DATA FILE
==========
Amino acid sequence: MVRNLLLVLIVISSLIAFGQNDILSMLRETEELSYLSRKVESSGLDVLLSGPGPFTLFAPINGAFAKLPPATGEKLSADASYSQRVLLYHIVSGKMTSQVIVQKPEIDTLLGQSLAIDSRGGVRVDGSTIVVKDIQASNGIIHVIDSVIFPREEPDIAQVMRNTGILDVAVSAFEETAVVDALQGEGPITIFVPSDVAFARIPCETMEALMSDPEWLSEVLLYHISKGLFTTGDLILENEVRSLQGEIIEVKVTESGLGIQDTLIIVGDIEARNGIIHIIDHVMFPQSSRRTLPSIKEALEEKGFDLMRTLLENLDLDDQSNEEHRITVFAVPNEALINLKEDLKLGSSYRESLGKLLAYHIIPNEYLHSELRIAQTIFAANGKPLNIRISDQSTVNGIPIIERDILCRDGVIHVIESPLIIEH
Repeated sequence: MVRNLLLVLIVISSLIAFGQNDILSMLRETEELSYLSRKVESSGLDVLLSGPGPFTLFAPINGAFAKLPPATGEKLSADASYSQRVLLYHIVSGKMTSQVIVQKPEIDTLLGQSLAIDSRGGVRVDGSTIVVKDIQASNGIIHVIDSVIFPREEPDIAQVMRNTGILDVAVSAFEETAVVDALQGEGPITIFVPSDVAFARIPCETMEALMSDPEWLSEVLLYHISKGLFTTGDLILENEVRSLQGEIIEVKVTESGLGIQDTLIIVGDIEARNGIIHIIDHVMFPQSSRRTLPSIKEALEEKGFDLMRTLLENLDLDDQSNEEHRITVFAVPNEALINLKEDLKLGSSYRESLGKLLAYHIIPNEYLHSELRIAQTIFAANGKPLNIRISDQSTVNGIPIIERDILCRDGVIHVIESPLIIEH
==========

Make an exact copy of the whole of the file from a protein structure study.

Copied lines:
Amino acid sequence: MVRNLLLVLIVISSLIAFGQNDILSMLRETEELSYLSRKVESSGLDVLLSGPGPFTLFAPINGAFAKLPPATGEKLSADASYSQRVLLYHIVSGKMTSQVIVQKPEIDTLLGQSLAIDSRGGVRVDGSTIVVKDIQASNGIIHVIDSVIFPREEPDIAQVMRNTGILDVAVSAFEETAVVDALQGEGPITIFVPSDVAFARIPCETMEALMSDPEWLSEVLLYHISKGLFTTGDLILENEVRSLQGEIIEVKVTESGLGIQDTLIIVGDIEARNGIIHIIDHVMFPQSSRRTLPSIKEALEEKGFDLMRTLLENLDLDDQSNEEHRITVFAVPNEALINLKEDLKLGSSYRESLGKLLAYHIIPNEYLHSELRIAQTIFAANGKPLNIRISDQSTVNGIPIIERDILCRDGVIHVIESPLIIEH
Repeated sequence: MVRNLLLVLIVISSLIAFGQNDILSMLRETEELSYLSRKVESSGLDVLLSGPGPFTLFAPINGAFAKLPPATGEKLSADASYSQRVLLYHIVSGKMTSQVIVQKPEIDTLLGQSLAIDSRGGVRVDGSTIVVKDIQASNGIIHVIDSVIFPREEPDIAQVMRNTGILDVAVSAFEETAVVDALQGEGPITIFVPSDVAFARIPCETMEALMSDPEWLSEVLLYHISKGLFTTGDLILENEVRSLQGEIIEVKVTESGLGIQDTLIIVGDIEARNGIIHIIDHVMFPQSSRRTLPSIKEALEEKGFDLMRTLLENLDLDDQSNEEHRITVFAVPNEALINLKEDLKLGSSYRESLGKLLAYHIIPNEYLHSELRIAQTIFAANGKPLNIRISDQSTVNGIPIIERDILCRDGVIHVIESPLIIEH